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Up-close of the front of the VRM.

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Up-close of the back of the VRM.

The STRIX Z270G GAMING's thermal performance is great. The VRM might not be as strong as that on the Maximus IX Formula, in fact, the big difference between the two is the quality of power stage components, but it gets the job done.

Anything under 60C is great, 60-80C is acceptable, and anything above 80C is a bit worrisome (if at stock).

What's Hot, What's Not & Final Thoughts

Here are key points about the ASUS Z270 Gaming-ITX/ac.

What's Hot

Aesthetics and Modding Potential: People have asked for solid black motherboards for a while, and the STRIX line up is ASUS's offering. The heat sinks are subtle enough to blend in or stick out depending on what you want, the motherboard's PCB is matte with an interesting silkscreen which can also be shown off or hidden.

There are two AURA RGB LED headers at the top and bottom of the motherboard along with well-diffused PCH RGB LEDs. To top it all off, ASUS is pushing their 3D printed accessory feature, and the motherboard even comes with mounting hardware for the parts!

Plenty of USB 3.1: Rear USB 3.1 type-A and type-C isn't all that rare these days, but add in an internal USB 3.1 20-pin header, and the pool of capable motherboards shrinks rapidly. The new USB 3.1 header is only found on a few motherboards, and ASUS is one of the first to bring it to market.

ALC1220 Implementation: ASUS's new SupremeFX audio based on the Realtek ALC1220 is quite good, and RMAA results compared against other similarly designed ALC1220 systems show ASUS's is a bit better than most.

Dual M.2: I was very surprised to find a second x4 PCI-E 3.0 M.2 slot on the rear of the motherboard, I was very happy because this is a micro-ATX motherboard.

Optimal 2-Way SLI/CrossFireX Layout: The first x16 PCI-E 3.0 slot is spaced just low enough below the CPU socket to facilitate larger air coolers, and the CMOS battery is located above the first slot for easy removal. To kick things up a notch, the second x16 PCI-E 3.0 slot is optimally placed so that if you install two cards, you will not lose access to the bottom row of headers.

What's Not

POST Code: An ROG product that costs close to $200 and doesn't have a POST Code display? That was possibly a decision made for aesthetic purposes.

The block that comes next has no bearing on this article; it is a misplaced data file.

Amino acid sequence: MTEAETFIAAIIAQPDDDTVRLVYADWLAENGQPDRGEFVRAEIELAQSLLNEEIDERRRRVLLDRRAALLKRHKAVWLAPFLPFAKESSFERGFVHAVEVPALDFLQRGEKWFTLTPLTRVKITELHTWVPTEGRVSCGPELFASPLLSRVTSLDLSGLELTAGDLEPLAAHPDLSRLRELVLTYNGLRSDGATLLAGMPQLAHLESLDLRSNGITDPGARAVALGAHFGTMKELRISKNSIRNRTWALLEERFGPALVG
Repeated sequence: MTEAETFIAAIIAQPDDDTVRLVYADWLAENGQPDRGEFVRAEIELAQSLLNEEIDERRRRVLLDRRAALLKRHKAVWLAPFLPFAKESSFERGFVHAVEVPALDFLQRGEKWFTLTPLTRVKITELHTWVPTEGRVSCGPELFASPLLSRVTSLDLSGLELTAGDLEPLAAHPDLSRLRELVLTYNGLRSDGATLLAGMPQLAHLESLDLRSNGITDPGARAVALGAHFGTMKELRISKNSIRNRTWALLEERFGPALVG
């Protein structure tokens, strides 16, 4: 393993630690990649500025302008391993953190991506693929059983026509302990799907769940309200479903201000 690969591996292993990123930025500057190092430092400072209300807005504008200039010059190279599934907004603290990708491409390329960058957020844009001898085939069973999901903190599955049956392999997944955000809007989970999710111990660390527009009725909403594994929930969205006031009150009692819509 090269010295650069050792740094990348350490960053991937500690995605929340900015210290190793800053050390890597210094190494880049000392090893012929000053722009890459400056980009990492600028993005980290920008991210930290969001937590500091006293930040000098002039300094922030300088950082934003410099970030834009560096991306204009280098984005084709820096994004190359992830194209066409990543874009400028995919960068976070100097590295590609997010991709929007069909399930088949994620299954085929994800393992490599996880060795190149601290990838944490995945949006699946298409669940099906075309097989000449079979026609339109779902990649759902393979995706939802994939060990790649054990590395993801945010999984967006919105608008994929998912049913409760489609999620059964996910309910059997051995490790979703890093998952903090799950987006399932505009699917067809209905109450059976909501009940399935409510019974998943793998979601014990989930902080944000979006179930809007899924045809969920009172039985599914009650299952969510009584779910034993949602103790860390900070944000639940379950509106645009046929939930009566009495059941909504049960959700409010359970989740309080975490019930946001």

USB 3.0 Header Placement: I was hoping the USB 3.0 header would be either near where the USB 3.1 header is located or at least more towards the right side of the motherboard, but it might not be an issue since the motherboard is shorter than an ATX motherboard.

Final Thoughts

The ROG STRIX Z270G GAMING is an interesting motherboard. When I first dove into this product, I thought it was a replacement for the Gene since it is branded ROG. Then the STRIX brand's impact became apparent upon closer inspection and use. STRIX is geared much more towards gamers and modders than overclockers, and this motherboard is not the Gene replacement (perhaps the Apex is). Once I took that into consideration, it became apparent the hardcore VRM hardware, and OC features had been traded for aesthetic improvements, 3D printing technology, and consumer features.

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I welcome these trade-offs with open arms, as I believe each brand only needs a few hardcore overclocking products, as most consumers won't use those features. With wide stretched arms, I readily welcome a micro-ATX ROG product truly aimed at gamers and builders, and the ROG STRIX Z270G GAMING is that product. Its performance was great, features plentiful, and uniqueness evident.

If you are looking for a micro-ATX motherboard with a premium feel and great feature set, the ASUS ROG STRIX Z270G GAMING might be right up your alley.

TweakTown award
Performance (including Overclocking)91%
Quality including Design and Build90%
General Features95%
Bundle and Packaging92%
Value for Money93%
Overall92%

The Bottom Line: For a micro-ATX motherboard, the ASUS ROG STRIX Z270G GAMING is loaded with the latest features such as internal USB 3.1, dual M.2 slots, Wireless AC, two RGB headers, and even 3D printed accessory mounts.

PRICING: You can find products similar to this one for sale below.

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Steven went from a fledgling forum reader in 2003 to one of the internet's brightest tech stars by 2010. Armed with an information systems degree, a deep understanding of circuitry, and a passion for tech, Steven (handle Sin0822) enjoys sharing his deep knowledge with others. Steven details products down to the component level to highlight seldom explained, and often misunderstood architectures. Steven is also a highly decorated overclocker with several world records.

We openly invite the companies who provide us with review samples / who are mentioned or discussed to express their opinion. If any company representative wishes to respond, we will publish the response here. Please contact us if you wish to respond.